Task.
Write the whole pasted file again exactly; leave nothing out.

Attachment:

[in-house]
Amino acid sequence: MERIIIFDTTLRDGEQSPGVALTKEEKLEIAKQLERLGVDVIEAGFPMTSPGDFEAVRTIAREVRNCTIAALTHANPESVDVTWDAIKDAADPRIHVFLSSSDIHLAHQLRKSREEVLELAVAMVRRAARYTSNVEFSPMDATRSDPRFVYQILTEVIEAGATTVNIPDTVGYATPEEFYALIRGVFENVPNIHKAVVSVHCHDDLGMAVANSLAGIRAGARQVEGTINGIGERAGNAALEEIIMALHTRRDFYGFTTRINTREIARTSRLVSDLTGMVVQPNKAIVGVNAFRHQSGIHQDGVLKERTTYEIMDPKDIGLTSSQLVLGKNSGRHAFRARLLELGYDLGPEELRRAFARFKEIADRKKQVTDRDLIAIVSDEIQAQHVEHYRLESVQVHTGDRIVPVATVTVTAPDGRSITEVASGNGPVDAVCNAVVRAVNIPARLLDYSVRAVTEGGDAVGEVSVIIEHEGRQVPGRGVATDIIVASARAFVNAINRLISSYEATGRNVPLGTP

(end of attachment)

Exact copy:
[in-house]
Amino acid sequence: MERIIIFDTTLRDGEQSPGVALTKEEKLEIAKQLERLGVDVIEAGFPMTSPGDFEAVRTIAREVRNCTIAALTHANPESVDVTWDAIKDAADPRIHVFLSSSDIHLAHQLRKSREEVLELAVAMVRRAARYTSNVEFSPMDATRSDPRFVYQILTEVIEAGATTVNIPDTVGYATPEEFYALIRGVFENVPNIHKAVVSVHCHDDLGMAVANSLAGIRAGARQVEGTINGIGERAGNAALEEIIMALHTRRDFYGFTTRINTREIARTSRLVSDLTGMVVQPNKAIVGVNAFRHQSGIHQDGVLKERTTYEIMDPKDIGLTSSQLVLGKNSGRHAFRARLLELGYDLGPEELRRAFARFKEIADRKKQVTDRDLIAIVSDEIQAQHVEHYRLESVQVHTGDRIVPVATVTVTAPDGRSITEVASGNGPVDAVCNAVVRAVNIPARLLDYSVRAVTEGGDAVGEVSVIIEHEGRQVPGRGVATDIIVASARAFVNAINRLISSYEATGRNVPLGTP